The Drug Enforcement Administration (DEA) announced on Thursday that marijuana lacks the scientific evidence to be rescheduled from its “Schedule 1” classification, shared with other drugs such as ecstasy and heroin.
Although the DEA denied any medical benefit linked to the drug, the agency will still be open to investigation, allowing researchers to use plants grown in places different than approved government facilities. The only federal-sponsored contract for growing medicinal marijuana is owned by the University of Mississippi, which in turn has the obligation of providing the drug to scientists that want to research its applications after acquiring a license.
“The Department of Health and Human Services concluded that marijuana has a high potential for abuse, has no accepted medical use in the United States, and lacks an acceptable level of safety for use even under medical supervision,” stated Chuck Rossenberg, DEA’s acting administrator.
Fighting for the medical uses of marijuana
Researchers have previously argued that the DEA should change the marijuana’s legal status. Some have suggested that there should be lesser restraints to investigate cannabis. The latter might serve as a treatment for chronic pain and childhood epilepsy.
The DEA’s statement was delivered in response to two petitions asking to reschedule marijuana’s classification on the Controlled Substances Act. Because there is not enough supply of research-grade marijuana for scientists who analyze the drug’s possible medical application, the DEA will continue to support legitimate research concerning the drug.
The petitions, of which one was submitted by the American Academy of Pediatrics (AAP), were based solely on research efforts. A document highlighted that there are negative health effects linked to the use of marijuana in individuals younger than 21 years old.
However, the AAP does consider marijuana as an option for children that have severe ailments who cannot undergo regular treatment procedures. The institution also suggested that the drug should be sealed in childproof packaging to avoid unintended and unsupervised ingestion, in states where it has a legal status.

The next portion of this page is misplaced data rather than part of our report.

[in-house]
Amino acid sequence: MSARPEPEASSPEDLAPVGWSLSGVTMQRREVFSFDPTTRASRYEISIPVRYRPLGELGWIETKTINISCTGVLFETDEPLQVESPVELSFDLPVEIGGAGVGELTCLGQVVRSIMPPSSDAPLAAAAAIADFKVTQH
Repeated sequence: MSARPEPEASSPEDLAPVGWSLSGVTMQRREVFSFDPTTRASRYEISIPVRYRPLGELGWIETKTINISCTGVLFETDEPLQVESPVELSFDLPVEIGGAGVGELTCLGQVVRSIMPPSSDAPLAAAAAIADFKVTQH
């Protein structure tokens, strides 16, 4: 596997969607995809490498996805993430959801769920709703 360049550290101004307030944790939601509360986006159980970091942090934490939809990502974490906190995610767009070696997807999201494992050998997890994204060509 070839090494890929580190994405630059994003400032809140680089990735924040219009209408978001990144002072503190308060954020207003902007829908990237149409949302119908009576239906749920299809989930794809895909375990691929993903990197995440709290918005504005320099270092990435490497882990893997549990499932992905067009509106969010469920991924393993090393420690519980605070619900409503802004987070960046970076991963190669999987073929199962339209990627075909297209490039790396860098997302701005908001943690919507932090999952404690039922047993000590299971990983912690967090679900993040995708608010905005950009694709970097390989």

The petition issued by the AAP also emphasizes that the possession and consumption of marijuana has led to the incarceration of hundreds of thousands of adolescents. This then develops into a criminal record that can forbid a person from acquiring a job, applying for a loan, financial aid, and other public services.
A heavily criticized decision: Bernie Sanders says Marijuana is not ‘a killer drug like heroin’
The latest DEA’s statements have caused national and political repercussions. Senator Bernie Sanders has joined critics claiming that the DEA wrongly classifies marijuana as a “Schedule 1” substance.
Sanders said that, even if there may be benefits or consequences of using marijuana, it serves no purpose to have it filed under the same classification as heroin, a very addictive and harmful drug. Other Democrats supported Sander’s claim, stating that the DEA should instead divert resources into dealing with more lethal narcotics.
Medical marijuana is currently used as a treatment for severe seizures on children. Although there are suggestions that cannabis can help control seizures, there is no solid evidence to prove it.
A study that elaborated four trials of Cannabidiol, the non-psychoactive compound found in marijuana that can help treat seizures, did not yield significant conclusions. None of the study participants suffered from any side effect related to the use of cannabis.
On the other hand, children that have been diagnosed with refractory epilepsy have shown signs of improvement when undergoing treatments based on cannabidiol. Participants of the study had a reduced frequency of epileptic seizures.
The Epilepsy Foundation has noted that there isn’t enough scientific evidence to know whether marijuana can help control seizures, because of the insufficient drug’s availability on a federal level. This is exactly the point that the DEA has tackled, by announcing policy changes to expand the number of legal marijuana growing facilities. The institution will now provide researchers with sufficient study material.
Schedule 1 substances such as marijuana and heroin have a high potential for abuse, are no currently accepted for medical use in the country and cannot be safely used under medical supervision, according to the Controlled Substances Act. These substances are subject to restrictions on production, manipulation, and storage, while prescriptions are out of order. That said, the government is not closing the door on medical marijuana.